Security assessment of Smart Grids using High-Performance Computing


Modern Smart Grids rely on advanced computational tools to provide valuable information to the network operators. One of the most important tools used to ensure the security of Smart Grids are transient stability simulations. They analyse the behaviour of Smart Grid models in time after a disturbance has occurred (loss of generation, lightning hitting a line, etc.).

To ensure the reliability of electricity grids, these are designed with N+1 redundancy, meaning that they can lose any one component and the system should survive and remain within acceptable operating limits. To ensure this feature, system operators routinely perform a so-called N-1 security assessment: they simulate the loss of any one single component in the Smart Grid and check that all of them lead to a secure operation.

As this procedure is extremely time consuming, cluster computing is frequently used by executing the different simulations in parallel and aggregating their results.


In this project, you have to develop a security assessment platform that exploits parallel computing on the university cluster computer ARC to check N-1 conditions in a realistic Smart Grid. You will use the dynamic simulator RAMSES1 to perform the actual simulations and get the results through a Python-based interface. The platform should be implemented in Python or another Linux-based scripting language supported by ARC.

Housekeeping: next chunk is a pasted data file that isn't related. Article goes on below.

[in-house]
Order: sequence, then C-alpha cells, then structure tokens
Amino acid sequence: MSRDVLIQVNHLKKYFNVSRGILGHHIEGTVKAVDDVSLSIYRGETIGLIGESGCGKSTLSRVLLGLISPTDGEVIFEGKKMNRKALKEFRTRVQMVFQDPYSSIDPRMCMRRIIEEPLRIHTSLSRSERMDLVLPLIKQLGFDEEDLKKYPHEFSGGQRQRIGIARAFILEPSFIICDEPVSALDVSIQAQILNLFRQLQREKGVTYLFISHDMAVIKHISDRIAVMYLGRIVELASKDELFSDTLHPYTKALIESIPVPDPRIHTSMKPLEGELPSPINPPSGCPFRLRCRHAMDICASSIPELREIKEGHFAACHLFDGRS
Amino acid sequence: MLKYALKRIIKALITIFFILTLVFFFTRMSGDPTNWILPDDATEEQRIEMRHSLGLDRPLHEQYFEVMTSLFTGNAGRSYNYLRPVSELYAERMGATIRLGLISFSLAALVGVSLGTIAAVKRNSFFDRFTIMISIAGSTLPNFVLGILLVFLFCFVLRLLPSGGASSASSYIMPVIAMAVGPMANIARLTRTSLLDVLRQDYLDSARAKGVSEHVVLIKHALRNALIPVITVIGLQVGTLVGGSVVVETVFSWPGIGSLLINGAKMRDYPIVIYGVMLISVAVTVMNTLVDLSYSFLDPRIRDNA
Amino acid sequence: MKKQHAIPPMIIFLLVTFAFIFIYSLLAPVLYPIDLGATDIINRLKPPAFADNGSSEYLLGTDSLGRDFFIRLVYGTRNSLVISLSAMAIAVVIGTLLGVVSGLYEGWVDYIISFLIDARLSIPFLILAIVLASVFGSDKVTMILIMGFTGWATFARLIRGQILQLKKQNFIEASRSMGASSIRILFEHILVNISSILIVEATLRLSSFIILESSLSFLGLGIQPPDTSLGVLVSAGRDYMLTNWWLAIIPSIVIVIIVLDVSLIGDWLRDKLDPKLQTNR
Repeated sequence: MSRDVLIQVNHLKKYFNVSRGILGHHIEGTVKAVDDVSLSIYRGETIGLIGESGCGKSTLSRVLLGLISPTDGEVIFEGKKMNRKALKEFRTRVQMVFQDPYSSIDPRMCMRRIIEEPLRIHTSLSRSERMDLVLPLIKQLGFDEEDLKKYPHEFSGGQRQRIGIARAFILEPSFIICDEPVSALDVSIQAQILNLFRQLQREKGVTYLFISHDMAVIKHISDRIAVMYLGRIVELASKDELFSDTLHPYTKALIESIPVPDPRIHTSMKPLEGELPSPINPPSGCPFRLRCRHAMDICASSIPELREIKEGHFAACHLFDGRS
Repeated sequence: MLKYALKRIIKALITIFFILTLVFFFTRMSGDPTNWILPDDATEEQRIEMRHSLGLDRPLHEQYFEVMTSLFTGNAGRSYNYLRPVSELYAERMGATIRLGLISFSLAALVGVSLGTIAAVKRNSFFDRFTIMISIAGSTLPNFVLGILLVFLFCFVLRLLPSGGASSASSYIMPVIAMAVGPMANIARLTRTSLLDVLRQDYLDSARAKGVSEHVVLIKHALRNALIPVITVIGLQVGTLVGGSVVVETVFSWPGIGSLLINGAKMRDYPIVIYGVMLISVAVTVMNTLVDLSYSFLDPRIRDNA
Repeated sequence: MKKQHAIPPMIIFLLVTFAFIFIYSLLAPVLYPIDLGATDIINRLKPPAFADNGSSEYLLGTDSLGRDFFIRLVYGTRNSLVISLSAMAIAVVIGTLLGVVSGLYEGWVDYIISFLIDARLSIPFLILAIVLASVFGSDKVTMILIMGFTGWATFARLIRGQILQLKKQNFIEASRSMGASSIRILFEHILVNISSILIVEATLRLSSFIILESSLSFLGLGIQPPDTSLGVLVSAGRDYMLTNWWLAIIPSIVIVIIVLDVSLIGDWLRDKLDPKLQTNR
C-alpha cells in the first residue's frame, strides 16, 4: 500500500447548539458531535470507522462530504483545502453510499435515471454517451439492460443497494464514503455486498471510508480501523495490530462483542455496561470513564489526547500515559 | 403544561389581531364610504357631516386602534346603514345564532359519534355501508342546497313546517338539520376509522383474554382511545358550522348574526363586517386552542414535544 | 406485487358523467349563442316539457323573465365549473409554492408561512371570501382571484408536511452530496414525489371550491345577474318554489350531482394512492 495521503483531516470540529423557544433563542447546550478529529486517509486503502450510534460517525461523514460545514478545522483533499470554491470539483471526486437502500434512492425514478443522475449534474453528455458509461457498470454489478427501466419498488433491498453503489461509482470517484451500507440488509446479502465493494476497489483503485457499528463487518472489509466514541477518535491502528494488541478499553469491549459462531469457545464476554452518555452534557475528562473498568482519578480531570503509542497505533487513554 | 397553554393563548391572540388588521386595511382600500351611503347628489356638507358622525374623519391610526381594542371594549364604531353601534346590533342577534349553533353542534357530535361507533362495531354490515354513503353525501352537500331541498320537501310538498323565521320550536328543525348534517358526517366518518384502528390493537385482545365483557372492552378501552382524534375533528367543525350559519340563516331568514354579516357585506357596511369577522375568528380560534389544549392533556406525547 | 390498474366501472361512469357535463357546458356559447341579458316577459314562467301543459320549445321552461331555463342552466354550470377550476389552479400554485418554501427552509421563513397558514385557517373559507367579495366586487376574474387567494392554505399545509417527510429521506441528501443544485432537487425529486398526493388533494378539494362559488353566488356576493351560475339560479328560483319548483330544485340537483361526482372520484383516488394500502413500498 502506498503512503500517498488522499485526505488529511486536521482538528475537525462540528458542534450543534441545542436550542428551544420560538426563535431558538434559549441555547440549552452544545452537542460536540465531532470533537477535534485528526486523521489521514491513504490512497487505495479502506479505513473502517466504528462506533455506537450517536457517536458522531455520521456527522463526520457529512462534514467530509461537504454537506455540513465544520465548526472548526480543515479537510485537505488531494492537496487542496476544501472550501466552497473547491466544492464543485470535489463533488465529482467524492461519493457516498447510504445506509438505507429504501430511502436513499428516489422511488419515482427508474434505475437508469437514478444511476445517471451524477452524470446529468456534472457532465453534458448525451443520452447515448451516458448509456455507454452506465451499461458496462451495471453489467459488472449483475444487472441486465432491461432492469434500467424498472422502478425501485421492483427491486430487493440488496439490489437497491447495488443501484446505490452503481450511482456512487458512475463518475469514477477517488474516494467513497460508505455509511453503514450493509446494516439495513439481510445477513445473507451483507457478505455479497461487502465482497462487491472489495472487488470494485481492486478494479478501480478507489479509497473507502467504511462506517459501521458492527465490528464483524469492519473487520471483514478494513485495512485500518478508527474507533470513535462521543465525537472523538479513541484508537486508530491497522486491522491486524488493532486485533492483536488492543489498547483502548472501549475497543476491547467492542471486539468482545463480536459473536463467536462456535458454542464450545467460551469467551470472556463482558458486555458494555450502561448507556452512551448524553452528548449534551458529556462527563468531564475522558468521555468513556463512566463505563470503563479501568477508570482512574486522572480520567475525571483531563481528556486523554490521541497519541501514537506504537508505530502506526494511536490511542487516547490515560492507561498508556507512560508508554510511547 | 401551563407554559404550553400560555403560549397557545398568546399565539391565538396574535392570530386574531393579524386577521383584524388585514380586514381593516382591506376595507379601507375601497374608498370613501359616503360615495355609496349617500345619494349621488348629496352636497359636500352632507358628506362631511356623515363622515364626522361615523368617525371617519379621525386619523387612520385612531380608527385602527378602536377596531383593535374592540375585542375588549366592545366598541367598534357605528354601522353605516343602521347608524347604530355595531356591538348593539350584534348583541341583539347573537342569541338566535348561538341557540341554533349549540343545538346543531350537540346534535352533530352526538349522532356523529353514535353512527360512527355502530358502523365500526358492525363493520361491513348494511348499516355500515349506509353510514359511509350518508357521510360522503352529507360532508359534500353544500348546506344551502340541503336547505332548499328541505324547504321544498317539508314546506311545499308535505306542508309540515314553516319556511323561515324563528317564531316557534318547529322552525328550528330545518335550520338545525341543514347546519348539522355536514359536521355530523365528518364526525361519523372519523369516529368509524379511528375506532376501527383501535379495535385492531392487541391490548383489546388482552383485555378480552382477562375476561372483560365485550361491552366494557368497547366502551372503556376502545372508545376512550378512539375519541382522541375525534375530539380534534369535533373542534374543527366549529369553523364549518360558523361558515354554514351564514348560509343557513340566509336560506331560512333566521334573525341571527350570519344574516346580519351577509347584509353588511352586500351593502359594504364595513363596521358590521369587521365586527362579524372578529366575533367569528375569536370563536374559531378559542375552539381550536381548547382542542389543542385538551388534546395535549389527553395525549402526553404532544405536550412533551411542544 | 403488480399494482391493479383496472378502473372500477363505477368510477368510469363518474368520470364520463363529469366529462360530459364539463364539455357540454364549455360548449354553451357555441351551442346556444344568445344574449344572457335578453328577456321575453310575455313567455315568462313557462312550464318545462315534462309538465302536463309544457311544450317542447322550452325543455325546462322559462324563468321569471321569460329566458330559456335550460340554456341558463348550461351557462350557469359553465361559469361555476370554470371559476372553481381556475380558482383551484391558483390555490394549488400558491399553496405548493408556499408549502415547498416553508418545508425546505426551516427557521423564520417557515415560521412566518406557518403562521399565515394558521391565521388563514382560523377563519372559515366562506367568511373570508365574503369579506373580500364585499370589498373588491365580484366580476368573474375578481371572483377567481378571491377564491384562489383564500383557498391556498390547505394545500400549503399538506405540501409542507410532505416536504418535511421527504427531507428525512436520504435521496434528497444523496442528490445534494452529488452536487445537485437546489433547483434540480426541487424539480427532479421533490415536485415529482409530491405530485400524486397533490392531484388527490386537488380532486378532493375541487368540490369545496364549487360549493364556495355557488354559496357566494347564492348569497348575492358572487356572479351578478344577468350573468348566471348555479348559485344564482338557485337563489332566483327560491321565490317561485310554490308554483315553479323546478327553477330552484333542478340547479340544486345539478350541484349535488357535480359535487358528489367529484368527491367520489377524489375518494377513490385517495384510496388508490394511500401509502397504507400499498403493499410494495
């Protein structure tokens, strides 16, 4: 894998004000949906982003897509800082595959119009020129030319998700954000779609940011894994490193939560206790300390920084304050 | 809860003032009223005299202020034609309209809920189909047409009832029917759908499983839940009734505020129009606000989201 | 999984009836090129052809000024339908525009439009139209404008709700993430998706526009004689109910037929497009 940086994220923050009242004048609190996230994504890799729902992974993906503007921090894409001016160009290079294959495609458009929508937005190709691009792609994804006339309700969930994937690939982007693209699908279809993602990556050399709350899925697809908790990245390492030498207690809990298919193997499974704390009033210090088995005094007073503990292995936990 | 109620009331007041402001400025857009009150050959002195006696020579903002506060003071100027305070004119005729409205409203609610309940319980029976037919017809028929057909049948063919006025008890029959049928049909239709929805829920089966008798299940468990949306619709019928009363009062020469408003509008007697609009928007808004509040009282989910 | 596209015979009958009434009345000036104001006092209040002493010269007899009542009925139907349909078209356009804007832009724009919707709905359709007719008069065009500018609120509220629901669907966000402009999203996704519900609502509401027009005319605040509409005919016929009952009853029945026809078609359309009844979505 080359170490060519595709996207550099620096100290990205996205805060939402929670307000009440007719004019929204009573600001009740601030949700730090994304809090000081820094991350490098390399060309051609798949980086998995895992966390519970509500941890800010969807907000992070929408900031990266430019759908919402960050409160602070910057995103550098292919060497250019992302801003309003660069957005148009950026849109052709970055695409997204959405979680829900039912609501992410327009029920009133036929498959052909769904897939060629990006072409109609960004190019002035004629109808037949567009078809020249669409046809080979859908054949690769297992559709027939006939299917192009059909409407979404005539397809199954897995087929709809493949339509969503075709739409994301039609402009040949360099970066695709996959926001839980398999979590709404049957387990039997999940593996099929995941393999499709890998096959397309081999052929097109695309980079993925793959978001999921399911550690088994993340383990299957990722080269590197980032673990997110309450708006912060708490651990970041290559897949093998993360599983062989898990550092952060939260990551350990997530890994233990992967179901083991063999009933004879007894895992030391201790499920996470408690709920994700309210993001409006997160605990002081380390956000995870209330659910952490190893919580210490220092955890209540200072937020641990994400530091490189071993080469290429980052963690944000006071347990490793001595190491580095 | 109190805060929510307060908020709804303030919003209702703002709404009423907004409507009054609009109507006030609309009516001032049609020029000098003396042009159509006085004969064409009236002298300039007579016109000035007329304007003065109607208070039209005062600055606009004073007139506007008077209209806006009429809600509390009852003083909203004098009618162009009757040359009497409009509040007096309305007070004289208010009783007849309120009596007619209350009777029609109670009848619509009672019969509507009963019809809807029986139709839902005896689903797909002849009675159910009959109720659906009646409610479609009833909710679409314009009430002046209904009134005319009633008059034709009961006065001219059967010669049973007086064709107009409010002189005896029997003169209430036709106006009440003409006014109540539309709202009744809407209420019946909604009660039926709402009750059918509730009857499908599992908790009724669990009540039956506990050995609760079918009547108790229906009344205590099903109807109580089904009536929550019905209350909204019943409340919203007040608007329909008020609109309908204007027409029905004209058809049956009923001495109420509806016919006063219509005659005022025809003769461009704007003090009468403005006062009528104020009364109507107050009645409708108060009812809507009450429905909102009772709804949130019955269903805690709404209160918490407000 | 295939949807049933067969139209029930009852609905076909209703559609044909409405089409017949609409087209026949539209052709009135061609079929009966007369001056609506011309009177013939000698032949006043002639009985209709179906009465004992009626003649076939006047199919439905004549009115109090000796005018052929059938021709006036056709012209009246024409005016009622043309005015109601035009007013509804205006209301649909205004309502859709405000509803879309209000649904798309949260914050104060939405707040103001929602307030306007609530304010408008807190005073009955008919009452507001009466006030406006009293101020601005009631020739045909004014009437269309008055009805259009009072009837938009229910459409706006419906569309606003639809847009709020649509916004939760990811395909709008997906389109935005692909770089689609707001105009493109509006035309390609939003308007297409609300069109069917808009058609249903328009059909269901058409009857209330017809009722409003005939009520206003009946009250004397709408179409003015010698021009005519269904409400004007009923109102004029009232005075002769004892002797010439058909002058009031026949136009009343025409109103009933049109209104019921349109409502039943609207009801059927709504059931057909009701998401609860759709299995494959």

The ARC HPC systems [Source: ARC]


  • A complete literature review including a comparison between different methods currently used for N-1 security assessment in Smart Grids.
  • An N-1 security platform implemented on ARC. It should receive a list of contingencies to be analysed and the security constraints to be satisfied and provide a detailed result.
  • (Bonus) Interface to cloud services to submit and analyse the tasks (exporting to Dropbox, mobile notifications, etc.).
  • All the code developed should be documented and published on GitHub under an MIT License2. The final code (along with all other supplementary files) should be published on Zenodo and the DOI included in the final report3.

Student profile

  • Good programming skills (Python, Linux).

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